A poverty simulation by the Global Issues Network club stressed the importance of KIS students venturing beyond the luxuries we take for granted in our daily lives and develop a better understanding of our society.

Globally, around 600 million children live in extreme poverty and are put under harsh conditions. Families don’t have enough money for basic necessities—food, clothes, shelter, and education. This also means that people are forced to live in an unimaginable low poverty line, which is 11,667 KRW for Korea and about $2 globally.

For us, it is difficult to imagine living under the poverty line.  Lunches from our school cafeteria cost 5,000 won, and that doesn’t even include the other food most of us get from the deli or the convenient store. Spending 5,000 won on lunch is already two times past the poverty line budget. Most of the students from our school are used to having no trouble spending a large amount of money, which raised the question—would KIS students be able to survive under the international poverty line?

In order to further investigate in this, Global Issues Network decided to try a poverty simulation which lasts for one day in order to fully understand what being in poverty actually meant. On February 25, volunteers from the club went through the day with no more than 2,200 won, which is about $2. The volunteers were not allowed to eat any food from their house or get any additional parental assistance. To document their day and record the simulation, members recorded themselves in different parts of their day talking about how they were feeling and how they were going to use the 2,200 won that they had. Through this simulation, students were able to physically understand and learn first-hand the struggles that people in poverty had to face.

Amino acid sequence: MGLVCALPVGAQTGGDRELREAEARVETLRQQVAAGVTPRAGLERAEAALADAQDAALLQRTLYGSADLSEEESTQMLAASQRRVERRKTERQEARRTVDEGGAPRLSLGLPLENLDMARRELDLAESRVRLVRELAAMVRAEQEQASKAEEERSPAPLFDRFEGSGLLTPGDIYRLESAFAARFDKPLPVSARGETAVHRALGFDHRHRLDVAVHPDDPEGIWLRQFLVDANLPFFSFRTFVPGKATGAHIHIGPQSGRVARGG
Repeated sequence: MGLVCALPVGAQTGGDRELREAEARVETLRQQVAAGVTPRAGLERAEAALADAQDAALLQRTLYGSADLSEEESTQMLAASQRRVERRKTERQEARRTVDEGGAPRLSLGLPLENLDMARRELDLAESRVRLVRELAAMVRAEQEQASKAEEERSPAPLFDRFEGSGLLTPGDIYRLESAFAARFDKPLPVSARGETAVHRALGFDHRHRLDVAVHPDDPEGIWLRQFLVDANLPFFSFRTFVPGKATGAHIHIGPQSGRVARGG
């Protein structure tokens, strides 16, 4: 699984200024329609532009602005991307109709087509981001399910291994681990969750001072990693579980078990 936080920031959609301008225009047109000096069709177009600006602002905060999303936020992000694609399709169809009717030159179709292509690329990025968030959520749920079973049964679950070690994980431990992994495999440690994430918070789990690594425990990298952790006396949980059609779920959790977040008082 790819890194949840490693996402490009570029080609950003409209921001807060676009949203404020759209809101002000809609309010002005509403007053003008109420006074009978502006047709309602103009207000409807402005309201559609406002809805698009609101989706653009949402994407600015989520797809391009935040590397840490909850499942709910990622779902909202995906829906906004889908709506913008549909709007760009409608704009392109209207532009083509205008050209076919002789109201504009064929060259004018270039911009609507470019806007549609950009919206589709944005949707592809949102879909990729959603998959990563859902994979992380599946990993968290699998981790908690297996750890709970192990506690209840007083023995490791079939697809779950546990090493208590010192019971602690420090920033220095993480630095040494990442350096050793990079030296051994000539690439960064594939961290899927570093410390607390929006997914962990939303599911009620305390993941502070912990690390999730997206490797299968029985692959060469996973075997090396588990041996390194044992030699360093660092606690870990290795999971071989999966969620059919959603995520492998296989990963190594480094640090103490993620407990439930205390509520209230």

In order to have a better insight into this simulation, I met up with Hannah Kim (Grade 9), a member of Global Issues Network who participated in the poverty simulation.

How was your day like during the simulation?
I feel like it was a new opportunity for me because normally I spend more than 22000 won per day. Ramen was the only food that I was able to afford and when I thought about how people were forced to eat it every day, I was able to connect with their hardships.

What were some hardships you faced?
The change of food was my biggest hardship since I was used to eating cafeteria food that costs around 5,000 won. Especially because Thursday was a special menu day, and it was hard for me to endure myself from eating the food.

What did you learn from this experience?
I learned to appreciate what I already have and be grateful for my parents who provides me enough food and resources.

Are there any ways you can apply what you learned into our daily lives?
In order to not forget the lesson, we can try to use as little as possible. For example, when we go to the market, we can reduce to the absolute necessities.

All of the members said that this was an eye-opening experience for not only understanding poverty but our world. The Global Issues Network Club stressed the importance of KIS students venturing beyond the luxuries we take for granted in our daily lives and develop a better understanding of our society.

– Jenna Jang ‘22

Featured Image: Global Issues Network Club